The first was that Tim and I added to the new generation of gamers. Our daughter Rebecca Jaenyth was named after two characters from a previous game -- Jaenyth, though we lie and pretend it's some weirdWelsh spelling of Janet, was taken from a published GURPS adventure,
Harkwood). The summer before she was born, I attended Origins with a shirt reading "-96 point disadvantage" with a down arrow, a play on all those "baby" shirts.
I worry sometimes that Becca will be the oddest kid in school. Not many others have parents who spend several hours a week around the gaming table. She's already learned to help roll dice for the monsters -- Mommy's little orc helper. And I imagine not many other kids her age have the word dungeon in their vocabularies, have five toy castles, and know that Medusa turns people to stone. I sometimes wonder what kinds of notes her teachers are going to send home.
The second thing that happened that fall came two days after Becca's birth, which was when the animated show Gargoyles debuted. I was instantly and powerfully pulled into that wonderful, darkly romantic world. No show had ever had such an effect on me, not even my previous favorites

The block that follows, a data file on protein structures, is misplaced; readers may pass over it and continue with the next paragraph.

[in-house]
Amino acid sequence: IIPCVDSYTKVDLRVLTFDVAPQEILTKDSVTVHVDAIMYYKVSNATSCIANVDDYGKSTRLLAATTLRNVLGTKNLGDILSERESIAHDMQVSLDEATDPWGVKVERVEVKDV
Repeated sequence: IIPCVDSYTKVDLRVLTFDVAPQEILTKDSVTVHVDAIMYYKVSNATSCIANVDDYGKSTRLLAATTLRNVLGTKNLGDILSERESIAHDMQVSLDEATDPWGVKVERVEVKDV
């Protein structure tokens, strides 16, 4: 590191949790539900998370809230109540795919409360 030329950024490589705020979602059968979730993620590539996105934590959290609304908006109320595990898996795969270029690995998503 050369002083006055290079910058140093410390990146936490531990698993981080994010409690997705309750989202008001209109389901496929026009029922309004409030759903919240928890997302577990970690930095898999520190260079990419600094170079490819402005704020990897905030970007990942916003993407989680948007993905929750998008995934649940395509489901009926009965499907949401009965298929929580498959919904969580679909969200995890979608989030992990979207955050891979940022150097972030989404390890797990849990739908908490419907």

(Twin Peaks, Brisco County Jr., and
Alien Nation, in case anybody's curious).
I was soon to discover that I wasn't the only grown-up so strongly hooked on that show. Thanks to the Internet, I soon met hundreds of like-minded folks. And I encountered something else -- fanfiction. After a few brief forays into some fandoms (mostly erotica, I must admit; I'm gifted with a knack for naughty stories), I settled into writing Gargoyles fanfic with a vengeance. More than 40 stories later, I am still going like a certain pink drum-banging bunny!